New grant will allow WSU to help underserved farmers apply for loans

An aerial view of the Palouse, a major farming region in eastern Washington.
The USDA recently awarded WSU a grant for a pilot program that will support farmers who need help navigating the FSA loan application.process.

Starting or improving a farm requires money, but applying for and obtaining a bank loan can be challenging for some farmers, especially those in underserved communities.

Most farms that apply for USDA’s Farm Service Agency (FSA) loans are smaller scale producers that help diversify local food sources and production. Underserved loan applicants include African American, Hispanic, and Native American growers.

To help, the FSA offers programs for growers who have difficulty getting conventional loans. The USDA also recently awarded Washington State University a grant for a pilot program that will support farmers who need help navigating the FSA loan application process. The grant also includes the USDA’s National Institute of Food and Agriculture.

WSU’s Western Extension Risk Management Education Center (WERMEC) is leading the project, which is funded with $2.85 million for five years. The goal is to launch a technical assistance provider network that informs eligible farmers about loans and helps them complete their applications.

“The FSA has invested a lot of resources in developing an online application tool,” said Shannon Neibergs, WSU Extension specialist and WERMEC director. “However, it’s quite complicated. Many underserved producers don’t have regular access to the internet, the skills to complete the forms, or the knowledge of financial terms that would let them be successful in the grant process.”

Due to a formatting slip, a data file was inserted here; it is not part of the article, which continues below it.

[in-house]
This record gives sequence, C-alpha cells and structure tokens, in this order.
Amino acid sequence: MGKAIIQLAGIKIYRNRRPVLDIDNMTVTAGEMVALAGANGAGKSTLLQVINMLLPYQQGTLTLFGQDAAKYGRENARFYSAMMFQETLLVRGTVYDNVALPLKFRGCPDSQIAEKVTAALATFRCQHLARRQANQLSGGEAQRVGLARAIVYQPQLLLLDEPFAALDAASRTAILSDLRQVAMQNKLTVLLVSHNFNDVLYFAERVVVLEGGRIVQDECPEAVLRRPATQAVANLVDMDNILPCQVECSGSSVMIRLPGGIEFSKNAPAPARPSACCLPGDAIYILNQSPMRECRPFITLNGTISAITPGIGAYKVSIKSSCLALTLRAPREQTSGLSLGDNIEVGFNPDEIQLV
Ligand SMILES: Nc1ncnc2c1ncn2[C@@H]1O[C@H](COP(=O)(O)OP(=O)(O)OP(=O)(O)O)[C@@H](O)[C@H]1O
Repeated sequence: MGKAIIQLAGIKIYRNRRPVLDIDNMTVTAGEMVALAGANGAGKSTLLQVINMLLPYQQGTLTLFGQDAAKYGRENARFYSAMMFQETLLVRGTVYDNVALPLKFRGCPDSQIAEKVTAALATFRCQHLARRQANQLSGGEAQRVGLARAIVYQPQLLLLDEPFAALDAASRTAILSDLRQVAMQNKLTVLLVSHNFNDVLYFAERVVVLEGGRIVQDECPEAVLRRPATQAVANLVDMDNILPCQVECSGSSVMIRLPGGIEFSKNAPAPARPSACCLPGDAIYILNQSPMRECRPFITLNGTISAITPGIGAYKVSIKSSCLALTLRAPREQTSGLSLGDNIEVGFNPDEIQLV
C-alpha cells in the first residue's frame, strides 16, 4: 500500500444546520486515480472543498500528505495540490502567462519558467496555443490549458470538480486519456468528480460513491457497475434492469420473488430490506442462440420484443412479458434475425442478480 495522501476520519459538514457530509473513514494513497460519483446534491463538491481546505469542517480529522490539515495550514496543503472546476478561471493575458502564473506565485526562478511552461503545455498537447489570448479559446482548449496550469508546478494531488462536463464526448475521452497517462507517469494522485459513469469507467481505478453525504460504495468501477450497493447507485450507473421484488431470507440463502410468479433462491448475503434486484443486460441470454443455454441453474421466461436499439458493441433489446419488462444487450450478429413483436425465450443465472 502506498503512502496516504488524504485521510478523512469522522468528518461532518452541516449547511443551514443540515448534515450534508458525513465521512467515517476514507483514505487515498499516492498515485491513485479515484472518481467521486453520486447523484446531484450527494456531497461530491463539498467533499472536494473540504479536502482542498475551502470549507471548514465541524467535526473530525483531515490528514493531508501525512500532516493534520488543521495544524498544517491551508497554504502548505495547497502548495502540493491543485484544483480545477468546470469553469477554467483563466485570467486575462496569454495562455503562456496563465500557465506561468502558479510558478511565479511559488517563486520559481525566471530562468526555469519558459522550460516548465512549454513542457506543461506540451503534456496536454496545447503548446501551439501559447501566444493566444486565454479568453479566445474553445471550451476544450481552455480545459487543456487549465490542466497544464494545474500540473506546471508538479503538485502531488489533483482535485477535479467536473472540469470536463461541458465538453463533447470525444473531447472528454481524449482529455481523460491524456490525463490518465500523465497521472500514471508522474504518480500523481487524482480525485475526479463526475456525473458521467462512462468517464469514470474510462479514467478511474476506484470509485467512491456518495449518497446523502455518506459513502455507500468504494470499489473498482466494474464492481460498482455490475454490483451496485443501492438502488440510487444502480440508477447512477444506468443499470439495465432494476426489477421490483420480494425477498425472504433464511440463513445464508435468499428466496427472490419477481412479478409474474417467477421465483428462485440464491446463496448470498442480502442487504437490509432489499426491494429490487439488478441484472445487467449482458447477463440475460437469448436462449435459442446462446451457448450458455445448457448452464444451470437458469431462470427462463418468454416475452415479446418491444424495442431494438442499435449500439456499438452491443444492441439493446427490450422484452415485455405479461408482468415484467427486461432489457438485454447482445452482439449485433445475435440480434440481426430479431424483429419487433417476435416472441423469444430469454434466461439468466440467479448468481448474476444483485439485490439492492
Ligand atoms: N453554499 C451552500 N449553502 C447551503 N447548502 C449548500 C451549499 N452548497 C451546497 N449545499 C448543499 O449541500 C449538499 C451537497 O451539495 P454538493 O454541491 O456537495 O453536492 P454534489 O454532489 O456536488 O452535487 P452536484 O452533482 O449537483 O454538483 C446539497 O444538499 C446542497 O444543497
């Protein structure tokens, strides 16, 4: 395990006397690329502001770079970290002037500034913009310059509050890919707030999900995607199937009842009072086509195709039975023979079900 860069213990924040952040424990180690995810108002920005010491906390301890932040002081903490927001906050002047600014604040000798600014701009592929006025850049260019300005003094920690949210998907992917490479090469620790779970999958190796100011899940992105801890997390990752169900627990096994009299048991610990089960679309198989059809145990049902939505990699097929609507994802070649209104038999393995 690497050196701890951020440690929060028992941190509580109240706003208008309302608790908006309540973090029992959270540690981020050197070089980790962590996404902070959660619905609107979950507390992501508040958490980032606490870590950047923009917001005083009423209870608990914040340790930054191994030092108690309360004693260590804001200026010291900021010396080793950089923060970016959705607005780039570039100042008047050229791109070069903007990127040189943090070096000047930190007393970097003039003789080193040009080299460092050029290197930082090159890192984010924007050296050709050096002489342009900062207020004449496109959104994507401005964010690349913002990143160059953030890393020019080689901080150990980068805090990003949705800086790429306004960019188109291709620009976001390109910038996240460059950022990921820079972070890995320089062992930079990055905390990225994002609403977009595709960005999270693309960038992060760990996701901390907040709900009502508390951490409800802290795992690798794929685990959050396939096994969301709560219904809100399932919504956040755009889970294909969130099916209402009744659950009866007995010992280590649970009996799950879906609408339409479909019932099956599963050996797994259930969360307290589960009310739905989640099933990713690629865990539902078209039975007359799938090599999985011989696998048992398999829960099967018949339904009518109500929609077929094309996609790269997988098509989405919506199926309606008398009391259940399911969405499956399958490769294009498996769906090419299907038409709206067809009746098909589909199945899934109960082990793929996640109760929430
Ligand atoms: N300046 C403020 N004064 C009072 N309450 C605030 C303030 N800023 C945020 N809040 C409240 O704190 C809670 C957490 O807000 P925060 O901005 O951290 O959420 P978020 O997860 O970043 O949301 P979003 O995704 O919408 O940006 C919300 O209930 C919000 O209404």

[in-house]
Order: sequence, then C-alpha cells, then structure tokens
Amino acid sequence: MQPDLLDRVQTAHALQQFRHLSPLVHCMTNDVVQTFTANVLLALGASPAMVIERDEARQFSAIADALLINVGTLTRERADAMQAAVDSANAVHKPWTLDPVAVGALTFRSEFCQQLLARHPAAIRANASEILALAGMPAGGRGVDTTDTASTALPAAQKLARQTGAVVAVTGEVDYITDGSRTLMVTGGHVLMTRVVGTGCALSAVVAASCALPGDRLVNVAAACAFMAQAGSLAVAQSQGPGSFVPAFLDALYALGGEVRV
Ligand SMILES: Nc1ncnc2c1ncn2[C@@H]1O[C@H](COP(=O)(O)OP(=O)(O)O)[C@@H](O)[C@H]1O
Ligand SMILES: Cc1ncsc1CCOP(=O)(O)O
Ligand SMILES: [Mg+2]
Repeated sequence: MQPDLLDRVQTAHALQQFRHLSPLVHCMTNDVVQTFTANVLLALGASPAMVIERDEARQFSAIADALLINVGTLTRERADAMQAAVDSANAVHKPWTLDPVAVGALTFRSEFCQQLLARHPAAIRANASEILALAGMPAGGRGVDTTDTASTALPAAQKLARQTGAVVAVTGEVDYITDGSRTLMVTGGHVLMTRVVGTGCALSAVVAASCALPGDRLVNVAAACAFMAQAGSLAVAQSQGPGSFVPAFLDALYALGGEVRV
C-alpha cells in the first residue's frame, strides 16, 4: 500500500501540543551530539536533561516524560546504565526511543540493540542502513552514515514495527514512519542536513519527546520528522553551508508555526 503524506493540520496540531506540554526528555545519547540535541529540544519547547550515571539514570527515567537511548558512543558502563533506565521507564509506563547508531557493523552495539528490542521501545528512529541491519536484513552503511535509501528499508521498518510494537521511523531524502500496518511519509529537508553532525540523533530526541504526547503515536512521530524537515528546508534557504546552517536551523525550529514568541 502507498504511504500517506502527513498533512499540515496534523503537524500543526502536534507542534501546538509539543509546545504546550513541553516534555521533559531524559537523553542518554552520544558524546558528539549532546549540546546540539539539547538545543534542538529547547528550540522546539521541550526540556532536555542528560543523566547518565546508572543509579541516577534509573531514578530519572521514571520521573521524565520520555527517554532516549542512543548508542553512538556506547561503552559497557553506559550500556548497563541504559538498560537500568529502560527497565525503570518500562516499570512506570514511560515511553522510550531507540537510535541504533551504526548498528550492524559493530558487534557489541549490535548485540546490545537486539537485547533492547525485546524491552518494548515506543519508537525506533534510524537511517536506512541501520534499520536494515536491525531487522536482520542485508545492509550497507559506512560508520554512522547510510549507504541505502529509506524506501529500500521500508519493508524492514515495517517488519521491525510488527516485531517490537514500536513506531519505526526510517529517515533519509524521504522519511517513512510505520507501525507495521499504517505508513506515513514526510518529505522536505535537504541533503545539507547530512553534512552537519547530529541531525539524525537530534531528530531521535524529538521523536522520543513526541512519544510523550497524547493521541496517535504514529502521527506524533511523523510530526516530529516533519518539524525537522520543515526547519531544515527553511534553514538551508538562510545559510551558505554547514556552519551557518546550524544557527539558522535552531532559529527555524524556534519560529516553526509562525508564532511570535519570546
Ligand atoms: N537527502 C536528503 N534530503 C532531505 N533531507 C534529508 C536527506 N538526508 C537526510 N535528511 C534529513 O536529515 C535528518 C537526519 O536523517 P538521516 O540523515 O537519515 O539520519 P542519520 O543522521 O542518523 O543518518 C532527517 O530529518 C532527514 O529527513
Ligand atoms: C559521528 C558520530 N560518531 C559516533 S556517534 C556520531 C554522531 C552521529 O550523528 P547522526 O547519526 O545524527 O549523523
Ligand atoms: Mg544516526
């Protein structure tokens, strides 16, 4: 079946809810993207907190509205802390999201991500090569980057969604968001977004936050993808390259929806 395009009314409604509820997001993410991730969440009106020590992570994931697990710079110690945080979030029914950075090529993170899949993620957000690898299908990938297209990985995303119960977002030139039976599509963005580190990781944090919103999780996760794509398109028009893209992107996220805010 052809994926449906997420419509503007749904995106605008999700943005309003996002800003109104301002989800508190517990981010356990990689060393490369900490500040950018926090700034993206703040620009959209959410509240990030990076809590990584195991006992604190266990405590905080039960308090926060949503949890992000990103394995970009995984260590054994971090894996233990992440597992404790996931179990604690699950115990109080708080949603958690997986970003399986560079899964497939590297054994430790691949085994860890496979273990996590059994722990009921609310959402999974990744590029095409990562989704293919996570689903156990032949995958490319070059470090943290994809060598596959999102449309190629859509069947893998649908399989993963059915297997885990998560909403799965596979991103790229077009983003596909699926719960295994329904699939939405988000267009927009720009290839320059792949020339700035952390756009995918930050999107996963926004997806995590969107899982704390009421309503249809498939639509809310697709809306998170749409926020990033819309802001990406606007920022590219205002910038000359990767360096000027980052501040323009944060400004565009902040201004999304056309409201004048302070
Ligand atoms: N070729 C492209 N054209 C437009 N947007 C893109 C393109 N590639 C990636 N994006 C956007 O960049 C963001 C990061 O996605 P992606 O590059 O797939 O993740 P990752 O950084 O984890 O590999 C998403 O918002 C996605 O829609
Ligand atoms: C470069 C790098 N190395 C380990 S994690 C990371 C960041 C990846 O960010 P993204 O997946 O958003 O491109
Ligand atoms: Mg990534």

The first step in the Extension project, which is already underway, is examining FSA application metrics to determine where the provider network would be most effective. Neibergs and his colleagues’ best educated guess is that the programs would be most successful in western and southern states, which is why WERMEC is leading the project and working closely with the Southern Extension Risk Management Education Center at the University of Arkansas.

The FSA is paying for this pilot project, rather than helping loan applicants directly, because of potential conflicts of interest and lender liability concerns if loan officers assist applicants.

“There could be problems if a loan officer helps someone set up a repayment plan or develop a business plan,” Neibergs said. “We want to create a service where we help growers produce business plans that will be successful in the farm loan program. The whole premise is to establish and grow farming operations.”

After the most impactful areas are identified, years two, three, and four of the project will be spent developing and executing a pilot network to aid producers. That may include working with local nonprofit organizations, Extension offices, or other firms to best help applicants.

During the final year of the grant, Neibergs and his colleagues will produce a report on the program’s impact, evaluating growers’ success in attaining loans. If they do well, then the FSA would likely continue and expand the technical assistance provider network.

“The application process is very complicated and challenges the capacity of many people to be successful,” Neibergs said. “Nobody wants that to be the limiting factor of a farm’s success. If you have a good plan, then an application shouldn’t impede your farm’s financial progress.”

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